South Texas Fajitas Recipe
Online Recipes for Everyday Cooking

 

South Texas Fajitas

2 to 4 jalapenos, canned or fresh, stems removed, sliced
3 tablespoons commercial chili powder
1 teaspoon ground cayenne
1 8-ounce bottle herb and garlic oil-based salad dressing
1 12-ounce can of beer, preferably Lone Star
1 1/2 teaspoons garlic powder
Juice of 4 Mexican (Key) limes
2 teaspoons comino (cumin) seeds
1 large onion, minced
2 tablespoons finely chopped fresh cilantro
1 tablespoon Worcestershire sauce
1 bay leaf
2 to 3 pounds beef skirt steak

Combine all of the ingredients, except the meat, to make a marinade. Place the meat in a non-reactive container, add the marinade, cover, and marinate in the refrigerator for 6 to 8 hours, turning the meat occasionally. Fajitas can be cooked in several ways. If you have the space, mesquite-smoke the meat for about 30 minutes, and then cook for 4 to 6 minutes per side over direct heat--mesquite coals being the heat of choice. Baste with the marinade throughout the cooking process. If you need to cook completely over direct heat, then use a fairly slow fire, and cook, covered if possible, for about 10 to 15 minutes per side, basting with the marinade.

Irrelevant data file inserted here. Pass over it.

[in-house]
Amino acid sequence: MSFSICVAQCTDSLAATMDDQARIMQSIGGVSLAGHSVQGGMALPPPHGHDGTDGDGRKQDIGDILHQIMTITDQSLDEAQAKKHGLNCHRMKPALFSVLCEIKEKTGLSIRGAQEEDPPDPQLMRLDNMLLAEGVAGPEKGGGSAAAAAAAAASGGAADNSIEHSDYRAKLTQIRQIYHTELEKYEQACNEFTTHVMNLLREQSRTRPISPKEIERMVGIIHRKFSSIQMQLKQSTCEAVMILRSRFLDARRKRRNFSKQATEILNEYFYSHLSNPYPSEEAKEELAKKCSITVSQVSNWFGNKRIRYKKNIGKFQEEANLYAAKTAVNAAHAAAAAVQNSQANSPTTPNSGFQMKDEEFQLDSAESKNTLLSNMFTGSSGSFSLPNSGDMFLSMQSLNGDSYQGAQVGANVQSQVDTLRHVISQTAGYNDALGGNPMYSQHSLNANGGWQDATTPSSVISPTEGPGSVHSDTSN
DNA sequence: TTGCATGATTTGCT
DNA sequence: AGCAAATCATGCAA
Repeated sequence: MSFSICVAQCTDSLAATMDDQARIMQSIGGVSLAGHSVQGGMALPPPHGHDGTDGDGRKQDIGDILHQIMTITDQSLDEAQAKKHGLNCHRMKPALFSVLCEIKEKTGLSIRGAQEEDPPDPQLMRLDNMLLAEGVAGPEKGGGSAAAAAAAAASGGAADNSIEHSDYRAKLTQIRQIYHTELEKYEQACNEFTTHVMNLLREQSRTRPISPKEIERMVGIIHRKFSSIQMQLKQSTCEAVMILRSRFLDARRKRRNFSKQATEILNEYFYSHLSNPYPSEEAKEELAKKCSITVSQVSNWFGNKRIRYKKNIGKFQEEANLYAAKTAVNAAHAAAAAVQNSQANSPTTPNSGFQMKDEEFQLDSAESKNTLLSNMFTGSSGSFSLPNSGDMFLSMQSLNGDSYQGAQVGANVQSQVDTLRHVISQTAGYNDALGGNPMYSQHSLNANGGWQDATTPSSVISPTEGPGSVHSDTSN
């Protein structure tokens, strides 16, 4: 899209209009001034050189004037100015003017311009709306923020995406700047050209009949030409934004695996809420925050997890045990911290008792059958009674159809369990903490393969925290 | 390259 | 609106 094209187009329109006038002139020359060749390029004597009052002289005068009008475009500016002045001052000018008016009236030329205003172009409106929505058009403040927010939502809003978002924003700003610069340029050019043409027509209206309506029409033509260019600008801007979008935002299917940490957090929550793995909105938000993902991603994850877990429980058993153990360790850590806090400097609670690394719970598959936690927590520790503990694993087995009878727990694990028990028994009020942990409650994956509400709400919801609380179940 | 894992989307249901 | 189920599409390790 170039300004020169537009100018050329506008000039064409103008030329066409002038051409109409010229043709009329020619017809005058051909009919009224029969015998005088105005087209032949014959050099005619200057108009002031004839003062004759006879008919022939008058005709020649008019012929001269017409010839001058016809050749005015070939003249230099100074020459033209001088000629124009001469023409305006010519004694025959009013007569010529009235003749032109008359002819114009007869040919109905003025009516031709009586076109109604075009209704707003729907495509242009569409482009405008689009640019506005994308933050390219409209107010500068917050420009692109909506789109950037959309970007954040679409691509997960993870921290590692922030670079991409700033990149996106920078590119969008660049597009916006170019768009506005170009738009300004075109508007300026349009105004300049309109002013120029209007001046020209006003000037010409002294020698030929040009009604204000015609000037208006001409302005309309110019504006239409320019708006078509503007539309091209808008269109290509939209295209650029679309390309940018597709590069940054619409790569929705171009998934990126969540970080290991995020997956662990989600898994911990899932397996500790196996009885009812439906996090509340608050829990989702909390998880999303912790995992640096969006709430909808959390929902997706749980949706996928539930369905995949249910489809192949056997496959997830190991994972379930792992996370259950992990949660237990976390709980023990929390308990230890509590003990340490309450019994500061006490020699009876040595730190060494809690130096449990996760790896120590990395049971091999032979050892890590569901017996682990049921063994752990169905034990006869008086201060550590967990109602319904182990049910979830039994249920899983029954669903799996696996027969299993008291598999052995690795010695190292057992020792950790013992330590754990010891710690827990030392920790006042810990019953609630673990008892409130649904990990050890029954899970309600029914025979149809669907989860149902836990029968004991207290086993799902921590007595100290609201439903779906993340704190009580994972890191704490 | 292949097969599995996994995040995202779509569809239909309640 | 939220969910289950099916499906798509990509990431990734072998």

"About twenty years ago, fajitas were 'discovered', wrote Texas barbecue expert Red Caldwell, from whom this recipes comes. "Since then, an awful lot of good meat has been wrecked, and skirt steak--once a 'grinder' item--has risen sharply in price." To tenderize skirt steak, it needs to be marinated, cooked and then cut with the grain at a forty-five degree angle. Serve the fajitas with flour tortillas, a fresh salsa, guacamole, and cold beer Red doesn't have a recipe for chicken fajitas--he says that's a contradiction in terms.

Serves: 4 to 6
Heat Scale: Medium

AUTHOR: Lori A



Back to Beef Recipes

Everyday Cooking Home         Razzle Dazzle Recipes

Copyright 2002 - 2012
That's My Home